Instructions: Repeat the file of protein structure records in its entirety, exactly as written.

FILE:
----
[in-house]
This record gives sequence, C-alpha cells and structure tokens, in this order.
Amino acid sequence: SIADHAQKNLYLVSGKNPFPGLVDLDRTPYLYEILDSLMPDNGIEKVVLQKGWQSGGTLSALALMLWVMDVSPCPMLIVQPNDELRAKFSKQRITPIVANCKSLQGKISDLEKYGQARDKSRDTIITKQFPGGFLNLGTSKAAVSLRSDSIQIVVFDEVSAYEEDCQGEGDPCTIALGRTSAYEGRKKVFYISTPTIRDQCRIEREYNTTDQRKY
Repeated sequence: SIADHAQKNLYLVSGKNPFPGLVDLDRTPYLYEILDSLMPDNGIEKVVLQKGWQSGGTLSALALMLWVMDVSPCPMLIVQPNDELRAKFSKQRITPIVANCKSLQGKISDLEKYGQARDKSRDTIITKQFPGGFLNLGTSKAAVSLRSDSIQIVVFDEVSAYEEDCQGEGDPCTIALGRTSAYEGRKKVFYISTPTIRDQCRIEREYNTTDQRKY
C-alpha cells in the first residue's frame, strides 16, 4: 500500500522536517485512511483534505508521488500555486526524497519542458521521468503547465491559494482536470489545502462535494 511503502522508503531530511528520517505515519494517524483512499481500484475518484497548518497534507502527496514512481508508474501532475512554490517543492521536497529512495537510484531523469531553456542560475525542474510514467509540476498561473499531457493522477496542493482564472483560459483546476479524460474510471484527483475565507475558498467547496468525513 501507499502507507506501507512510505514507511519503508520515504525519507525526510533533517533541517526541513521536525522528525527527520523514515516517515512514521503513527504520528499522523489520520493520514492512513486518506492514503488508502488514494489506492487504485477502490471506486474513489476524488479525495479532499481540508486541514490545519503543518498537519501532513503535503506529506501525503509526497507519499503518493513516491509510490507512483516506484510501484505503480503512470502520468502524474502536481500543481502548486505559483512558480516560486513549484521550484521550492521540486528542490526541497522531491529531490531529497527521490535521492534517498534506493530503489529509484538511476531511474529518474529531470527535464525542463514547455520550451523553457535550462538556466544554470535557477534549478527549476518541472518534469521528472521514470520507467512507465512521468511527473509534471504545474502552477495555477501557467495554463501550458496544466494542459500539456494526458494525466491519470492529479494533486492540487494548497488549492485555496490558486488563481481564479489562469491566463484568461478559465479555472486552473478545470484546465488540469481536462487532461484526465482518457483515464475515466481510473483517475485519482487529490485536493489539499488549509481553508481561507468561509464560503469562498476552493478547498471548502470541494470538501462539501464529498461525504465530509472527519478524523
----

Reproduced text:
[in-house]
This record gives sequence, C-alpha cells and structure tokens, in this order.
Amino acid sequence: SIADHAQKNLYLVSGKNPFPGLVDLDRTPYLYEILDSLMPDNGIEKVVLQKGWQSGGTLSALALMLWVMDVSPCPMLIVQPNDELRAKFSKQRITPIVANCKSLQGKISDLEKYGQARDKSRDTIITKQFPGGFLNLGTSKAAVSLRSDSIQIVVFDEVSAYEEDCQGEGDPCTIALGRTSAYEGRKKVFYISTPTIRDQCRIEREYNTTDQRKY
Repeated sequence: SIADHAQKNLYLVSGKNPFPGLVDLDRTPYLYEILDSLMPDNGIEKVVLQKGWQSGGTLSALALMLWVMDVSPCPMLIVQPNDELRAKFSKQRITPIVANCKSLQGKISDLEKYGQARDKSRDTIITKQFPGGFLNLGTSKAAVSLRSDSIQIVVFDEVSAYEEDCQGEGDPCTIALGRTSAYEGRKKVFYISTPTIRDQCRIEREYNTTDQRKY
C-alpha cells in the first residue's frame, strides 16, 4: 500500500522536517485512511483534505508521488500555486526524497519542458521521468503547465491559494482536470489545502462535494 511503502522508503531530511528520517505515519494517524483512499481500484475518484497548518497534507502527496514512481508508474501532475512554490517543492521536497529512495537510484531523469531553456542560475525542474510514467509540476498561473499531457493522477496542493482564472483560459483546476479524460474510471484527483475565507475558498467547496468525513 501507499502507507506501507512510505514507511519503508520515504525519507525526510533533517533541517526541513521536525522528525527527520523514515516517515512514521503513527504520528499522523489520520493520514492512513486518506492514503488508502488514494489506492487504485477502490471506486474513489476524488479525495479532499481540508486541514490545519503543518498537519501532513503535503506529506501525503509526497507519499503518493513516491509510490507512483516506484510501484505503480503512470502520468502524474502536481500543481502548486505559483512558480516560486513549484521550484521550492521540486528542490526541497522531491529531490531529497527521490535521492534517498534506493530503489529509484538511476531511474529518474529531470527535464525542463514547455520550451523553457535550462538556466544554470535557477534549478527549476518541472518534469521528472521514470520507467512507465512521468511527473509534471504545474502552477495555477501557467495554463501550458496544466494542459500539456494526458494525466491519470492529479494533486492540487494548497488549492485555496490558486488563481481564479489562469491566463484568461478559465479555472486552473478545470484546465488540469481536462487532461484526465482518457483515464475515466481510473483517475485519482487529490485536493489539499488549509481553508481561507468561509464560503469562498476552493478547498471548502470541494470538501462539501464529498461525504465530509472527519478524523